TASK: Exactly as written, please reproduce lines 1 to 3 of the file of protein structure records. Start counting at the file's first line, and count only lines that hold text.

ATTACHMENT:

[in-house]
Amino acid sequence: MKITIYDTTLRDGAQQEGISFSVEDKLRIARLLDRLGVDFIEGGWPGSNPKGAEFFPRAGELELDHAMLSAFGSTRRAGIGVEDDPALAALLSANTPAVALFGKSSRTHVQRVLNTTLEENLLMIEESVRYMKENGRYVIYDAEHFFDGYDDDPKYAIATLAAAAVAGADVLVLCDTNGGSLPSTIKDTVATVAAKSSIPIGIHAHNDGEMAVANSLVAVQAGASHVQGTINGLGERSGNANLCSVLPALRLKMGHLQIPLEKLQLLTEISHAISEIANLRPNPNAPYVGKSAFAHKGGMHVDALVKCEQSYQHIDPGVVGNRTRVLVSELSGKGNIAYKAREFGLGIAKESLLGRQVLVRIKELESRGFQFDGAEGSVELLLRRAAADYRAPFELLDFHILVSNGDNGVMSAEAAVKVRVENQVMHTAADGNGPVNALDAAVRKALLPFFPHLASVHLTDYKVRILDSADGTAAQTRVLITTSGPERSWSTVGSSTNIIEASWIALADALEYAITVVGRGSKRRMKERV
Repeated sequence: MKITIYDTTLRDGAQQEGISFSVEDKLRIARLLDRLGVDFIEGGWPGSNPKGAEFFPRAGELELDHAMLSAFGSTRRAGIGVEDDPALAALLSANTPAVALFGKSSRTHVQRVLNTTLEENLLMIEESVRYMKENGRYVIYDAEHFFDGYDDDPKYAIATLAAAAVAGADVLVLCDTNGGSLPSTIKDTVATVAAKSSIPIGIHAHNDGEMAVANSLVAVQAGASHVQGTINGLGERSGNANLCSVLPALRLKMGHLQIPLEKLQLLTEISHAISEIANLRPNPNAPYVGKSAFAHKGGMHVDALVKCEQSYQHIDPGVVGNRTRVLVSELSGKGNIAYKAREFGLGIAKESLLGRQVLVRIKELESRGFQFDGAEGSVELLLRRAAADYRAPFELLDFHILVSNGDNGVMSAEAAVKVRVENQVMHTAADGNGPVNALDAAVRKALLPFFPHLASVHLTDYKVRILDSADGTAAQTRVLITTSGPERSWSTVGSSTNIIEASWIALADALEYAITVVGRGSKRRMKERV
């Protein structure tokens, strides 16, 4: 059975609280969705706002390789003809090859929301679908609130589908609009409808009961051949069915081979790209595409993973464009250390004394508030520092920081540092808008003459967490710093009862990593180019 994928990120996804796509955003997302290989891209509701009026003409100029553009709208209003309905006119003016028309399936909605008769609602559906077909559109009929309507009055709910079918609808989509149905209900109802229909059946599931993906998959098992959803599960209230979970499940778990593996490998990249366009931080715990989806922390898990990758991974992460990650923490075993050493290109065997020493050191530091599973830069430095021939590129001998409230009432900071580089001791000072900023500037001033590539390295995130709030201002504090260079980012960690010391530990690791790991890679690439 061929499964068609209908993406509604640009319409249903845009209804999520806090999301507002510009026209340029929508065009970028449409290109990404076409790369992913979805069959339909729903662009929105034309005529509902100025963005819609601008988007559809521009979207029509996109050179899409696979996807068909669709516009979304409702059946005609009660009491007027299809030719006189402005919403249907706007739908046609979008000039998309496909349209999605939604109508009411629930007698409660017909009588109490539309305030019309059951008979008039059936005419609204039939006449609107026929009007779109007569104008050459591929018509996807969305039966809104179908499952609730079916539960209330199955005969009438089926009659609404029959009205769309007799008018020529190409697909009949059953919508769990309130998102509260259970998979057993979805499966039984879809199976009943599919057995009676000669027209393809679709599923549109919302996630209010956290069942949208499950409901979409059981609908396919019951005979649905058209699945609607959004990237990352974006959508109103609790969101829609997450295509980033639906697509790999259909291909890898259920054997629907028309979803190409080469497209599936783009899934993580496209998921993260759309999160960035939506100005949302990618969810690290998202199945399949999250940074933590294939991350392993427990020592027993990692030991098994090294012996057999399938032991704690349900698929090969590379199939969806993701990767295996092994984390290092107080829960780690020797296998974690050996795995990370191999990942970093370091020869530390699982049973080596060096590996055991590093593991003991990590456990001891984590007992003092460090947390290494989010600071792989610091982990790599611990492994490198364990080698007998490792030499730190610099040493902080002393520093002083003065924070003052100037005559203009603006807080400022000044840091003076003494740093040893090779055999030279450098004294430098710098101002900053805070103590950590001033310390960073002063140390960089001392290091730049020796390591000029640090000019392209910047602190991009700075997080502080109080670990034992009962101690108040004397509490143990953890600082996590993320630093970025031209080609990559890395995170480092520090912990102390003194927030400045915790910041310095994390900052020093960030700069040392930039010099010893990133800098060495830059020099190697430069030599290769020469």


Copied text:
[in-house]
Amino acid sequence: MKITIYDTTLRDGAQQEGISFSVEDKLRIARLLDRLGVDFIEGGWPGSNPKGAEFFPRAGELELDHAMLSAFGSTRRAGIGVEDDPALAALLSANTPAVALFGKSSRTHVQRVLNTTLEENLLMIEESVRYMKENGRYVIYDAEHFFDGYDDDPKYAIATLAAAAVAGADVLVLCDTNGGSLPSTIKDTVATVAAKSSIPIGIHAHNDGEMAVANSLVAVQAGASHVQGTINGLGERSGNANLCSVLPALRLKMGHLQIPLEKLQLLTEISHAISEIANLRPNPNAPYVGKSAFAHKGGMHVDALVKCEQSYQHIDPGVVGNRTRVLVSELSGKGNIAYKAREFGLGIAKESLLGRQVLVRIKELESRGFQFDGAEGSVELLLRRAAADYRAPFELLDFHILVSNGDNGVMSAEAAVKVRVENQVMHTAADGNGPVNALDAAVRKALLPFFPHLASVHLTDYKVRILDSADGTAAQTRVLITTSGPERSWSTVGSSTNIIEASWIALADALEYAITVVGRGSKRRMKERV
Repeated sequence: MKITIYDTTLRDGAQQEGISFSVEDKLRIARLLDRLGVDFIEGGWPGSNPKGAEFFPRAGELELDHAMLSAFGSTRRAGIGVEDDPALAALLSANTPAVALFGKSSRTHVQRVLNTTLEENLLMIEESVRYMKENGRYVIYDAEHFFDGYDDDPKYAIATLAAAAVAGADVLVLCDTNGGSLPSTIKDTVATVAAKSSIPIGIHAHNDGEMAVANSLVAVQAGASHVQGTINGLGERSGNANLCSVLPALRLKMGHLQIPLEKLQLLTEISHAISEIANLRPNPNAPYVGKSAFAHKGGMHVDALVKCEQSYQHIDPGVVGNRTRVLVSELSGKGNIAYKAREFGLGIAKESLLGRQVLVRIKELESRGFQFDGAEGSVELLLRRAAADYRAPFELLDFHILVSNGDNGVMSAEAAVKVRVENQVMHTAADGNGPVNALDAAVRKALLPFFPHLASVHLTDYKVRILDSADGTAAQTRVLITTSGPERSWSTVGSSTNIIEASWIALADALEYAITVVGRGSKRRMKERV